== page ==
By Michael O’Connell
Father’s Day is a special time to celebrate the contributions made by fathers throughout the United States.
Fathers are as different and varied as each one of us. Everyone has a father however it takes a special person to be a Dad. My Dad lived through the Depression and fought in the army during World War II. He married my mother after enlisting and was shipped to the South Pacific for 18 months using his skills as a radar technologist to guide the troops to safe destinations. He safely returned home and started a family in Chicago while working two jobs most of his life managing playhouse theaters, national baseball, hockey, basketball, and football stadiums, and concert venues. Long working hours every day including weekends and holidays didn’t discourage him from providing me and my four older siblings with steadfast love, sage advice, and strong support for us to pursue our dreams. When my Dad died, he left a legacy of 5 children, 16 grandchildren, 21 great grandchildren, and 4 great grandchildren. Affectionately known as Papa, he brought joy and happiness to everyone he met. He was generous with his time and helped fix anything that needed fixing with his practical and technical skills. And he guided and helped me as I became the father of four children.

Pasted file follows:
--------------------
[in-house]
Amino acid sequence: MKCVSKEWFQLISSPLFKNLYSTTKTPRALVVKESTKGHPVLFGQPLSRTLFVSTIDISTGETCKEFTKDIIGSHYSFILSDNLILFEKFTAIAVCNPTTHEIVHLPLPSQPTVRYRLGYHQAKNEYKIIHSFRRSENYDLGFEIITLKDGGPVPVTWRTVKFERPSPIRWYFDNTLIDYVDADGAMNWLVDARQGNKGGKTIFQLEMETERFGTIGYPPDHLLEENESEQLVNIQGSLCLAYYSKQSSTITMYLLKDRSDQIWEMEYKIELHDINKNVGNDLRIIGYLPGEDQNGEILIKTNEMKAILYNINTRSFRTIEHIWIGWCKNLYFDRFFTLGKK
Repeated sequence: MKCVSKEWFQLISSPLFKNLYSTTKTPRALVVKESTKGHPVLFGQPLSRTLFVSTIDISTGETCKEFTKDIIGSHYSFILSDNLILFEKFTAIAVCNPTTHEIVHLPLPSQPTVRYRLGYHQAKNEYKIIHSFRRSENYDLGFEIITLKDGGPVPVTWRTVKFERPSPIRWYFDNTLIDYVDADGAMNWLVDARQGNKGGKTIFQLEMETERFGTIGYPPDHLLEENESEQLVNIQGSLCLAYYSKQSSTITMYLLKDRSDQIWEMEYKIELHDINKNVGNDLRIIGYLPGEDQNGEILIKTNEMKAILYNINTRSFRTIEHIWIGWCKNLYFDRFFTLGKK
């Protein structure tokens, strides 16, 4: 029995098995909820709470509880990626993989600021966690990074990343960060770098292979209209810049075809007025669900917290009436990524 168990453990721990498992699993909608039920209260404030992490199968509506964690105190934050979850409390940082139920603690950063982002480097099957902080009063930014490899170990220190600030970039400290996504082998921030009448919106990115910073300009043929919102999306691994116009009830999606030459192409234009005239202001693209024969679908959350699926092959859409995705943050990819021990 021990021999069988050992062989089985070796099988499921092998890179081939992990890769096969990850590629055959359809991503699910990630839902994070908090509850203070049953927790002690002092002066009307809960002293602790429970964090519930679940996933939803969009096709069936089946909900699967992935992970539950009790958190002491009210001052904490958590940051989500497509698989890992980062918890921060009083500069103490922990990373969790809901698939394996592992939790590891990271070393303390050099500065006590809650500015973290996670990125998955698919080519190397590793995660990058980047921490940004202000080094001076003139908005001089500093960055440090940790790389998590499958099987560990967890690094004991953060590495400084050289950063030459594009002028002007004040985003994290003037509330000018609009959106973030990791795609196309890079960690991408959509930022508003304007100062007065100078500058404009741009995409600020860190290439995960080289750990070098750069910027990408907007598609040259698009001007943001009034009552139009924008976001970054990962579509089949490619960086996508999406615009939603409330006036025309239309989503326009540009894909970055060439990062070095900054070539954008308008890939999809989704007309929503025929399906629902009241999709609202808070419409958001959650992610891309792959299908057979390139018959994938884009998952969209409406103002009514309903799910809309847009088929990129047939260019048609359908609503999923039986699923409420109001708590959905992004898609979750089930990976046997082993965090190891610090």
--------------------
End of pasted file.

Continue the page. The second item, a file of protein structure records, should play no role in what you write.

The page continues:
As we reflect on this Father’s Day, we also recognize those people who have taken an active role in being a father figure to those around them. An uncle that takes his nephews and nieces to the park. A grandfather who cares for his grandchildren. A neighbor who fosters a neighborhood child. So take a moment to recognize someone during Father’s Day.
Thank them. Whether it’s your own Dad, a brother, uncle, grandparent, cousin, or friend, thank them for being a father.
Hear their stories. Everyone has a story to tell about being a father.
Encourage someone to share. Ask an open ended question like “What’s the best part of being a father?” or “How did your father influence you in being a father?”
Recognize the responsibilities and challenges in being a father.
Seek out those who may be lonely or isolated.
Dream big and allow those sharing to dream big too!
Appreciate fathers’ influence on other’s lives.
Yet without saying, appreciate that every father has their own story and one that is meant to be heard.
I am the leader I am today in part because of the love, support, and guidance I had from my father. As leaders, we are who we are because of the many people who have influenced our lives. Take a moment to reflect on those individuals who have helped shape and influence you as a leader and thank them.
Happy Father’s Day!
Michael O’Connell, MHA, FACHE, is the Immediate Past President of CAHL